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Management of Pregnancy in Women Who Have Undergone Bariatric Surgery

Dolin, Cara MD; Ude Welcome, Akuezunkpa O. MD; Caughey, Aaron B. MD, PhD

Obstetrical & Gynecological Survey: December 2016 - Volume 71 - Issue 12 - p 734–740
doi: 10.1097/OGX.0000000000000378
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Importance As the problem of obesity continues to grow, more patients are choosing to undergo bariatric surgery to lose weight and treat comorbidities, such as diabetes. Of the more than 200,000 procedures performed each year, 80% are in women, many of reproductive age. Taking care of a pregnant woman who has undergone bariatric surgery requires understanding of the risks, the need for additional surveillance, and the limitations of our knowledge about how bariatric surgery affects pregnancy.

Objective The aims of this study were to review the current literature on bariatric surgery and pregnancy and summarize the important evidence to help the obstetrician care for a pregnant woman after bariatric surgery.

Evidence Acquisition Evidence for this review was acquired using PubMed.

Conclusions Pregnancy after bariatric surgery is safe and may be associated with improved pregnancy outcomes; however, more research is needed to better understand how to manage pregnant women with a history of bariatric surgery.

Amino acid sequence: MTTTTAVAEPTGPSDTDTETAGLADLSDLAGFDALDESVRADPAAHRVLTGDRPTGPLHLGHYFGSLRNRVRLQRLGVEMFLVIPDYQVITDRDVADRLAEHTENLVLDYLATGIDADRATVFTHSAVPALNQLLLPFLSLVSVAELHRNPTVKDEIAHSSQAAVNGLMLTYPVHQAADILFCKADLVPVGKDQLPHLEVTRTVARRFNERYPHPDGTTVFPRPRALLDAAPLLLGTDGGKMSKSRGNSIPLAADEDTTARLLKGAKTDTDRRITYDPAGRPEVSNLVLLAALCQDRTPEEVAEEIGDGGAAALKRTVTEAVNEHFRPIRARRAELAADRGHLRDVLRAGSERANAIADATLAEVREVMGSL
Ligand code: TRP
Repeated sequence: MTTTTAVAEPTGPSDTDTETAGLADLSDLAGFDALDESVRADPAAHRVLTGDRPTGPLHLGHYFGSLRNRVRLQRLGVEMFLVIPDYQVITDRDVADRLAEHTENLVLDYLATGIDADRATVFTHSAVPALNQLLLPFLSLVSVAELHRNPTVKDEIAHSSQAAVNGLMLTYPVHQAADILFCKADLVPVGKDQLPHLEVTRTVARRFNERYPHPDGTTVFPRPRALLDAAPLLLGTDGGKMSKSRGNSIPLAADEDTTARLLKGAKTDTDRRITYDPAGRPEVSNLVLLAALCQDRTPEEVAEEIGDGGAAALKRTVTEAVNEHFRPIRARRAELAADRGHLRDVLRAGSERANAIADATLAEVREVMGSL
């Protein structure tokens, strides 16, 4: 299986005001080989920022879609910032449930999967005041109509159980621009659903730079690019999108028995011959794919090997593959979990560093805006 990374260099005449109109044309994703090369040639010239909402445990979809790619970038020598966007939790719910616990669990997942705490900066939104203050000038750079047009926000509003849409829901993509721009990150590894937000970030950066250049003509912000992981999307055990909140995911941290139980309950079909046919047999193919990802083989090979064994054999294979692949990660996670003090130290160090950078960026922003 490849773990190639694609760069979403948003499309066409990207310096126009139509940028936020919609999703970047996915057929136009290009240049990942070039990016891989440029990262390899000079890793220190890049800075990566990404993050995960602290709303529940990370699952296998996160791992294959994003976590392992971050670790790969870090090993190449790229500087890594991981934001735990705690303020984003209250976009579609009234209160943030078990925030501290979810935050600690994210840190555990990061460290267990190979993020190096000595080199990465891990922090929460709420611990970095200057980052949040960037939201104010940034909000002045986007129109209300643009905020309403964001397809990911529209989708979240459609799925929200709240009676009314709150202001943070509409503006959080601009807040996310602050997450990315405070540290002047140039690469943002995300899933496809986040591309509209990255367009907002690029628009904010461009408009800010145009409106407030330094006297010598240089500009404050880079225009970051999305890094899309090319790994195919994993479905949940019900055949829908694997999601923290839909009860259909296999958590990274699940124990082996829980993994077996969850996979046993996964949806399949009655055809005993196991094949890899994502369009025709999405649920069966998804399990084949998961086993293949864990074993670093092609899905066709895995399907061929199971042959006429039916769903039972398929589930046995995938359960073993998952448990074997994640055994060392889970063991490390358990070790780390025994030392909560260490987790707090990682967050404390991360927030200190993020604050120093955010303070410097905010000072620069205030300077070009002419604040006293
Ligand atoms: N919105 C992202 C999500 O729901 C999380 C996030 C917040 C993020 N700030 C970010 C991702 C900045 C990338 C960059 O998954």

Relevance Obstetricians will increasingly be caring for women who have undergone bariatric surgery and subsequently become pregnant.

Target Audience Obstetricians and gynecologists, family physicians.

Learning Objectives After participating this activity, the learner should be better able to understand the indications for bariatric surgery and how different types of bariatric procedures change gastrointestinal physiology and nutrient metabolism; appropriately counsel patients about the risks and benefits of pregnancy after bariatric surgery; and understand the importance of monitoring nutritional status and supplementation in pregnancies after bariatric surgery.

*Maternal-Fetal Medicine Fellow, Department of Obstetrics and Gynecology, New York University Langone Medical Center, New York, NY; †Assistant Professor, Department of Surgery, New York University Langone Medical Center, New York, NY; and ‡Professor and Chair, Department of Obstetrics and Gynecology, Oregon Health & Science University, Portland, OR

All authors and staff in a position to control the content of this CME activity and their spouses/life partners (if any) have disclosed that they have no financial relationships with, or financial interests in, any commercial organizations pertaining to this educational activity.

Correspondence requests to: Cara Dolin, MD, Division of Maternal-Fetal Medicine, Department of Obstetrics and Gynecology, New York University Langone Medical Center, NBV-9E2 462 1st Ave, New York, NY 10016. E-mail: Cara.Dolin@nyumc.org.

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